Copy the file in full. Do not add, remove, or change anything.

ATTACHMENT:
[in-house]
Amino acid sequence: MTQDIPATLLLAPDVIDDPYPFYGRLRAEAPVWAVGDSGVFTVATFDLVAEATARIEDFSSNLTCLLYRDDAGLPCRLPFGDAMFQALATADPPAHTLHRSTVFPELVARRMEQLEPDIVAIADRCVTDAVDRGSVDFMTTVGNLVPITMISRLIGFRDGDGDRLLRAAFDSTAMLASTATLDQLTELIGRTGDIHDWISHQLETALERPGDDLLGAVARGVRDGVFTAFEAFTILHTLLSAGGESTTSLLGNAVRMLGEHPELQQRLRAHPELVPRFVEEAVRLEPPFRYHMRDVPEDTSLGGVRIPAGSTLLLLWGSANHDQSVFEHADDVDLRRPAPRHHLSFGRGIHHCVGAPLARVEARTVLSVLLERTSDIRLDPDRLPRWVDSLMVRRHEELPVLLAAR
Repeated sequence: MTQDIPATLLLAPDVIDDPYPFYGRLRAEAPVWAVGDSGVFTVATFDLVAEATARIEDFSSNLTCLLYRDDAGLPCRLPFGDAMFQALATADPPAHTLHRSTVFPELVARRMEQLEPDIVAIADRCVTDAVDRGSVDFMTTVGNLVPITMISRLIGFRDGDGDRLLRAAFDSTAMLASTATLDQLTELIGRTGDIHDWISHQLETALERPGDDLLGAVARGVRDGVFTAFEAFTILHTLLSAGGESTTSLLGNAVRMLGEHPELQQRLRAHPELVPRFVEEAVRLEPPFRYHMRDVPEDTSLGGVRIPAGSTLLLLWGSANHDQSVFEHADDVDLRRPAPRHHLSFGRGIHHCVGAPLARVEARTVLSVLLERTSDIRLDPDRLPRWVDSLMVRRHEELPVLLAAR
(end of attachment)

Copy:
[in-house]
Amino acid sequence: MTQDIPATLLLAPDVIDDPYPFYGRLRAEAPVWAVGDSGVFTVATFDLVAEATARIEDFSSNLTCLLYRDDAGLPCRLPFGDAMFQALATADPPAHTLHRSTVFPELVARRMEQLEPDIVAIADRCVTDAVDRGSVDFMTTVGNLVPITMISRLIGFRDGDGDRLLRAAFDSTAMLASTATLDQLTELIGRTGDIHDWISHQLETALERPGDDLLGAVARGVRDGVFTAFEAFTILHTLLSAGGESTTSLLGNAVRMLGEHPELQQRLRAHPELVPRFVEEAVRLEPPFRYHMRDVPEDTSLGGVRIPAGSTLLLLWGSANHDQSVFEHADDVDLRRPAPRHHLSFGRGIHHCVGAPLARVEARTVLSVLLERTSDIRLDPDRLPRWVDSLMVRRHEELPVLLAAR
Repeated sequence: MTQDIPATLLLAPDVIDDPYPFYGRLRAEAPVWAVGDSGVFTVATFDLVAEATARIEDFSSNLTCLLYRDDAGLPCRLPFGDAMFQALATADPPAHTLHRSTVFPELVARRMEQLEPDIVAIADRCVTDAVDRGSVDFMTTVGNLVPITMISRLIGFRDGDGDRLLRAAFDSTAMLASTATLDQLTELIGRTGDIHDWISHQLETALERPGDDLLGAVARGVRDGVFTAFEAFTILHTLLSAGGESTTSLLGNAVRMLGEHPELQQRLRAHPELVPRFVEEAVRLEPPFRYHMRDVPEDTSLGGVRIPAGSTLLLLWGSANHDQSVFEHADDVDLRRPAPRHHLSFGRGIHHCVGAPLARVEARTVLSVLLERTSDIRLDPDRLPRWVDSLMVRRHEELPVLLAAR